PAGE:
How to Avoid Rebound Headaches

What’s a "rebound headache"? Also known as medication overuse headache, it’s a common complaint among patients who treat their aching heads with analgesics, or pain relief drugs.

For people who take pain relievers for headaches on a very regular basis, the absence of the medicine can actually initiate a headache, according to Richard B. Lipton, MD, director of the Montefiore Headache Center, Edwin S. Lowe Professor, Vice Chair of Neurology, Professor of Epidemiology and Population Health, and Professor of Psychiatry and Behavioral Sciences at the Albert Einstein College of Medicine in Bronx, NY. "One headache trigger is the wearing off of medications taken to relieve headache," Lipton says. According to The New York Times, as many as 25 percent of all headaches are actually rebound headaches.

Some analgesics are more likely than others to produce medication overuse headaches: "Far and away the worst offenders are medicines that include barbiturates, such as codeine," Lipton says, adding, "Barbiturates and narcotics are found in some prescription medications taken to relieve headaches. It’s best not to take an acute medication [medicines used after the onset of symptoms] more than two or at most three days a week." Frequent use not only can cause rebound headaches, but "if overused, medication may become less effective."

Medication overuse doesn’t just cause headaches in people taking prescription pain relievers; over-the-counter drugs can trigger rebound headaches, too.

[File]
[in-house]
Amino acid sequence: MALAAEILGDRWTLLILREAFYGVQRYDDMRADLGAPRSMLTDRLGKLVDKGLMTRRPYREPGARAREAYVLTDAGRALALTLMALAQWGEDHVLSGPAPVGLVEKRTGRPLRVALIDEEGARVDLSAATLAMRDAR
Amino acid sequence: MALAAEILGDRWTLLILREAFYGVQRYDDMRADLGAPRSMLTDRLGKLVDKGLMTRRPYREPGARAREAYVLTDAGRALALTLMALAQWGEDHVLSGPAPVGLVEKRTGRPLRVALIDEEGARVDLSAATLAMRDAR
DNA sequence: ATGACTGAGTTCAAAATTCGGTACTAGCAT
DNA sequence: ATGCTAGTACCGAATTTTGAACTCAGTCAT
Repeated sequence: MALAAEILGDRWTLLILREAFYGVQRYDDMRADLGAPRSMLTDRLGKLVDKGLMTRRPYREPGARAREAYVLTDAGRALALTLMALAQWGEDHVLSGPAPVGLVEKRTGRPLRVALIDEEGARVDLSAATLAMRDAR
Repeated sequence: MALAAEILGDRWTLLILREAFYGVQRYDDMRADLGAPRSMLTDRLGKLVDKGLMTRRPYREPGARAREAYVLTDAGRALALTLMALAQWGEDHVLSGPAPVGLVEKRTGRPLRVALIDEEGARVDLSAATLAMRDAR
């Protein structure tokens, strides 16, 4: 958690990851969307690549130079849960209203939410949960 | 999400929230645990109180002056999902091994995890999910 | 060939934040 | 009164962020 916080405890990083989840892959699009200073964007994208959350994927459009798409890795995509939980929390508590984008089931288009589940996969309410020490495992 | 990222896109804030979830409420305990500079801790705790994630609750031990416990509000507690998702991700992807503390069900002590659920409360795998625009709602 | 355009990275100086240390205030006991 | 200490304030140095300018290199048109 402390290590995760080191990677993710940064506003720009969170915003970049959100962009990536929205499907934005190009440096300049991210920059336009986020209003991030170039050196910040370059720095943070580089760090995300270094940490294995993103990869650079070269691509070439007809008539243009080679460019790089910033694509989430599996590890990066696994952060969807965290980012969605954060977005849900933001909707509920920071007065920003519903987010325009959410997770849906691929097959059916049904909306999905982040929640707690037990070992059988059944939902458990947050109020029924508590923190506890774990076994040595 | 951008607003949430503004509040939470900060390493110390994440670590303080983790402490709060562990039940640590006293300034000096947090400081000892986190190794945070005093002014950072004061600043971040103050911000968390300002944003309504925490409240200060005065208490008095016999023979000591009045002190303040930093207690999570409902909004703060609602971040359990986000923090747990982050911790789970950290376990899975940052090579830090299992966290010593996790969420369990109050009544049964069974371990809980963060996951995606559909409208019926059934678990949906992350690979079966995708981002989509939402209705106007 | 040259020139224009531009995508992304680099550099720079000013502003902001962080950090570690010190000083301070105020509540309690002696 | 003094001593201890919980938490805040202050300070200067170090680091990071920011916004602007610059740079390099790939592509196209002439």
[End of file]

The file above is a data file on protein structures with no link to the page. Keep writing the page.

What You Can Do

There are several ways you can avoid rebound headaches:

  • Limit your use of pain relievers. The best way to prevent rebound headaches is to take prescription or over-the-counter pain relievers no more than two or three days a week. Of course, if you get headaches every day, this option has limited appeal, and according to the National Headache Foundation, if you stop using analgesics, your headaches may actually get worse for a brief period. But within a few days, symptoms usually improve. And if you’re a migraine patient, you should know that medications such as triptans (sumatriptan, rizatriptan or eletriptan), are better options than pain killers.
  • Take preventative medications. Unlike acute medicines, preventative medications are taken on a daily basis, even when you don’t have a headache. Preventative drugs for migraines include beta blockers (propranolol); tricyclic antidepressants (amitriptyline and nortriptyline); anti-epilepsy drugs (topiramate and divalproex sodium), and calcium channel blockers. If you are interested in a preventative regime, speak to your doctor.

Additionally, follow these guidelines to help lessen the number and severity of your headaches:

  • Learn to identify and avoid headache triggers. You can do this by keeping a headache diary—noting the foods, moods, time(s) of day, and situations that trigger your headaches. Common migraine and tension headache triggers include alcohol, chocolate, weather changes, nitrates, and nitrites; cluster headaches are often triggered by alcohol, head injury, or nitroglycerine.
  • Be healthy. "Eating regular meals, drinking enough water, getting sleep and physical exercise, managing stress, and avoiding headache triggers—all these lifestyle management activities can help prevent or lessen headaches," says Lipton.
  • Explore non-drug interventions. Relaxation techniques, including mental exercises, can help alter heart rate, blood pressure, breathing, and muscle tension to help reduce stress—a prime cause of headaches. Massage, especially trigger point therapy, and acupuncture may also be helpful.

Article reviewed by Richard Lipton, MD.

Sources

  1. Interview with Richard Lipton, MD
  2. Peter Jaret. "A Hidden Cause of Headache Pain." The New York Times, Aug. 30, 2007.
  3. "Diagnosing Migraine: Medication Overuse Headache." The Migraine Trust. Accessed July 3, 2014.
  4. "Rebound Headaches (or Medication Over-Use Headache)." Johns Hopkins Medicine. Accessed July 3, 2014.
  5. "Analgesic Rebound Headaches." National Headache Foundation. Accessed July 2, 2014.